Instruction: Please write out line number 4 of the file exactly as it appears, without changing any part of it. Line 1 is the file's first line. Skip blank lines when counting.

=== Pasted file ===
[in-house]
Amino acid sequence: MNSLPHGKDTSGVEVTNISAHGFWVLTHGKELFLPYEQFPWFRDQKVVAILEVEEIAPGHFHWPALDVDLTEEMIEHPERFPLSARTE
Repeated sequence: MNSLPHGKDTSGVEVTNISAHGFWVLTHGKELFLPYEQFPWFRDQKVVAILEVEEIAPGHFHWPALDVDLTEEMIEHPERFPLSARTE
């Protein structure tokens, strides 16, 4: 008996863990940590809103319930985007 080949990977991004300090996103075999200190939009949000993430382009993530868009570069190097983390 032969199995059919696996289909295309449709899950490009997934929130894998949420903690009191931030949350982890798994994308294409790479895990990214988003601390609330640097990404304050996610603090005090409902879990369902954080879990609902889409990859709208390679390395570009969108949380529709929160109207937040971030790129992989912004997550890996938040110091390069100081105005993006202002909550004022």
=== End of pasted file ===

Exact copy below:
């Protein structure tokens, strides 16, 4: 008996863990940590809103319930985007 080949990977991004300090996103075999200190939009949000993430382009993530868009570069190097983390 032969199995059919696996289909295309449709899950490009997934929130894998949420903690009191931030949350982890798994994308294409790479895990990214988003601390609330640097990404304050996610603090005090409902879990369902954080879990609902889409990859709208390679390395570009969108949380529709929160109207937040971030790129992989912004997550890996938040110091390069100081105005993006202002909550004022």